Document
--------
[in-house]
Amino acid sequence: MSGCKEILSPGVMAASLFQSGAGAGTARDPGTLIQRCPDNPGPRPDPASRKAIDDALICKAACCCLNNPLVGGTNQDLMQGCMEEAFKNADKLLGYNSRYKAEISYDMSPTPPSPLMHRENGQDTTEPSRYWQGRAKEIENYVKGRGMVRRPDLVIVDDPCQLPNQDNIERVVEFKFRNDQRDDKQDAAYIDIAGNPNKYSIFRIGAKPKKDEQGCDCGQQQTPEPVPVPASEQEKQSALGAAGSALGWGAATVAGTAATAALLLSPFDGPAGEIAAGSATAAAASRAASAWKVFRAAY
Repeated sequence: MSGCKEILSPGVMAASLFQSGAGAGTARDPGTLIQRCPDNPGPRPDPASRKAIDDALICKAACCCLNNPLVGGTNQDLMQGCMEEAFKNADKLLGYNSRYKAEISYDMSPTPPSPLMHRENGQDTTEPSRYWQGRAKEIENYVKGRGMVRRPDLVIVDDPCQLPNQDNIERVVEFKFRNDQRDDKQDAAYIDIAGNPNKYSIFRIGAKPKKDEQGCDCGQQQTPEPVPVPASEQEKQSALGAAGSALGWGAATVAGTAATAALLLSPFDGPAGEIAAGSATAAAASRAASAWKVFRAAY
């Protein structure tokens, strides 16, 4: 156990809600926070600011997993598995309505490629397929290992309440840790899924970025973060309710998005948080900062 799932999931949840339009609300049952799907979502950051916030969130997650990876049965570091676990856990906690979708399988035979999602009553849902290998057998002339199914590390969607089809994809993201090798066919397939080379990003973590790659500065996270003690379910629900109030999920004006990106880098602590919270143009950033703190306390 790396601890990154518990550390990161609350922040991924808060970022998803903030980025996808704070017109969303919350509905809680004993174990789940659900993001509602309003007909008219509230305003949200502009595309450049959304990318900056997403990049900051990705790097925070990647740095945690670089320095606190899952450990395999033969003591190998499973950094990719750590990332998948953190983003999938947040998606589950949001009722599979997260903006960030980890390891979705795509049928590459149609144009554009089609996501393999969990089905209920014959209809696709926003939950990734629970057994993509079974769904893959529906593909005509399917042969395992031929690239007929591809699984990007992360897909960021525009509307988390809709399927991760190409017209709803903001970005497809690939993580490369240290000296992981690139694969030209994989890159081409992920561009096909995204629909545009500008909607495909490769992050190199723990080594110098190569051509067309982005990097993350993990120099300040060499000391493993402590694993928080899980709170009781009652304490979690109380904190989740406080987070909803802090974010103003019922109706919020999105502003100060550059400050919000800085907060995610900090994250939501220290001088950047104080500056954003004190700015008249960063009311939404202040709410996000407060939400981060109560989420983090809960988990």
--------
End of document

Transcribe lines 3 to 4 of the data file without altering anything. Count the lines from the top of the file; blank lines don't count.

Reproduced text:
Repeated sequence: MSGCKEILSPGVMAASLFQSGAGAGTARDPGTLIQRCPDNPGPRPDPASRKAIDDALICKAACCCLNNPLVGGTNQDLMQGCMEEAFKNADKLLGYNSRYKAEISYDMSPTPPSPLMHRENGQDTTEPSRYWQGRAKEIENYVKGRGMVRRPDLVIVDDPCQLPNQDNIERVVEFKFRNDQRDDKQDAAYIDIAGNPNKYSIFRIGAKPKKDEQGCDCGQQQTPEPVPVPASEQEKQSALGAAGSALGWGAATVAGTAATAALLLSPFDGPAGEIAAGSATAAAASRAASAWKVFRAAY
């Protein structure tokens, strides 16, 4: 156990809600926070600011997993598995309505490629397929290992309440840790899924970025973060309710998005948080900062 799932999931949840339009609300049952799907979502950051916030969130997650990876049965570091676990856990906690979708399988035979999602009553849902290998057998002339199914590390969607089809994809993201090798066919397939080379990003973590790659500065996270003690379910629900109030999920004006990106880098602590919270143009950033703190306390 790396601890990154518990550390990161609350922040991924808060970022998803903030980025996808704070017109969303919350509905809680004993174990789940659900993001509602309003007909008219509230305003949200502009595309450049959304990318900056997403990049900051990705790097925070990647740095945690670089320095606190899952450990395999033969003591190998499973950094990719750590990332998948953190983003999938947040998606589950949001009722599979997260903006960030980890390891979705795509049928590459149609144009554009089609996501393999969990089905209920014959209809696709926003939950990734629970057994993509079974769904893959529906593909005509399917042969395992031929690239007929591809699984990007992360897909960021525009509307988390809709399927991760190409017209709803903001970005497809690939993580490369240290000296992981690139694969030209994989890159081409992920561009096909995204629909545009500008909607495909490769992050190199723990080594110098190569051509067309982005990097993350993990120099300040060499000391493993402590694993928080899980709170009781009652304490979690109380904190989740406080987070909803802090974010103003019922109706919020999105502003100060550059400050919000800085907060995610900090994250939501220290001088950047104080500056954003004190700015008249960063009311939404202040709410996000407060939400981060109560989420983090809960988990």